Saturday, February 7, 2009

How to Blow an Interview


Raymond (our HR advisor), Julien (THE Marketing Guy ;) ) and I were conducting Finance interviews yesterday and it was quite an experience.

We were all fired up from it - or should I say - angry/pissed/offended - whichever word you choose from that pile.

We are looking for someone to handle the financial operations for us nearing the commercial launch of the business. Hiring seems to be the most difficult thing to do. We need to make sure that they fit with the team. (It's funny. Even with only two people on the full-time team right now we've already developed a "culture".)

SO. The point of this post now. How to Blow an Interview. Here are some key takeaways.

1. Snatch the questions out of the interviewer's hand.
2. Laugh at the management team and call them junior and say that they have no sense presenting you with such simple questions.
3. State the obvious - "I can tell you guys are a Start-Up" followed by "I've been around the block and I know what I'm doing." (Said in such a way that the undelying meaning is "you [the management team] have no idea what you're doing")
4. Make yourself sound even better than God. Say you did very well in your past corporate experiences and you were handling a $Googlion dollars$ (I made that up) in your past position and that $720 million dollars is not a big enough opportunity for you.
5. Focus on the What's in it for YOU. Not what you can bring to the company. Or make yourself sound so BIG that your feet are too big for the shoes we are presenting you with (WOW. "We definitely have some big feet to fill" vs. "You definitely have some big shoes to fill").
6. Don't acknowledge the advisor's existence. Seriously, I think that Raymond felt he was a passerby listening in on our interview.

Those are just a couple of things - but definitely leaving that interview I felt like I had wasted an hour of my life getting disrespected.

There are a couple things I would admit to. We ARE a Start Up. I AM YOUNG. I DON'T KNOW EVERYTHING. It doesn't mean that you can disrespect me though. It is precisely because I know I don't know everything and that I need help in certain areas that I am hiring people who bring the experience to the team. If you don't want to help just say so and get up and leave. I think I would've been less offended than being forced to sit there (me and my broken leg as a package) and listen to what the person said.

I spent an hour preparing the interview questions, only to have them laughed at and called junior and that I have NO SENSE. Really?

I have met a lot of people who are very knowledgeable and experienced, but they came INTACT with their ethics, morals and courtesy for another human being. More importantly, they were humble about their accomplishments.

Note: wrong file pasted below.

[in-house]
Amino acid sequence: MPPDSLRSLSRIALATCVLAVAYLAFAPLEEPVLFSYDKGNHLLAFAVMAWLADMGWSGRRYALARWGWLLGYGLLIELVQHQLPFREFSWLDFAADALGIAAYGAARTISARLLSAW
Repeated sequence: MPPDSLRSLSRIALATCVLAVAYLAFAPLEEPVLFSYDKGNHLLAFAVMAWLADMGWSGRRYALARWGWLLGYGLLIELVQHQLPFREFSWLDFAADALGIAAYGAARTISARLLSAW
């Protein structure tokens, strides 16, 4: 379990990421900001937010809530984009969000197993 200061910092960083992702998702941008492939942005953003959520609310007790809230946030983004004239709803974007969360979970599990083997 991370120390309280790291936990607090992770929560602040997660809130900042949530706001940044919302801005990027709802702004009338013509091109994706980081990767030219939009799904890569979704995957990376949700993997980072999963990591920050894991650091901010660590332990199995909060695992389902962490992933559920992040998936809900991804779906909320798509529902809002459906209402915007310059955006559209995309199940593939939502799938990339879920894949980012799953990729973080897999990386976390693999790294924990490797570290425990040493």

You get what you give. You give respect. You get respect. Honestly, I should have worn my "welcome to my nightmare" T-shirt yesterday instead of showing up in a business professional outfit. I can only say that this experience has taught me that there are many different types of people in the world and I shouldn't be surprised if I get the "outliers" once in a while.

Share some of your interview nightmares in the comments section! It would be amusing for me to read and make us feel better :)

1 comment:

Raymond To, MBA, CMA said...

Flo is absolutely right! I was introduced as the advisor of the company and while I am not an egomaniac, it is etiquette to at least acknowledge I exist. Instead after I introduced my name, the response I got was "I know you" said in a very suspicious tone like she saw me without my clothes on or something.
Then about 30 minutes into the interview, I excused myself and went to the washroom (the candidate did not even know I had left) and when I returned, I made "did you solve everything already?" and no one heard me!

My comment was made after I had my questions snatched from my hands.

The moral to this story is that this sort of behaviour still exists out there. One would expect a senior candidate like this to behave more professionally. What irked me is that this is the 2nd time the candidate had met with the mgmt team. Let this be a valuable lesson for you out there:

1. Do your homework about the company and not just read the website of the firm. Google it, or You Tube it...if she had You Tubef PeerFx, the candidate would have seen that Florence knows her stuff!

2. Don't get offended when people ask you to demonstrate a skill. I doubt if we had asked Michael Jordan to show us his jump shot, he would call us "junior" for asking.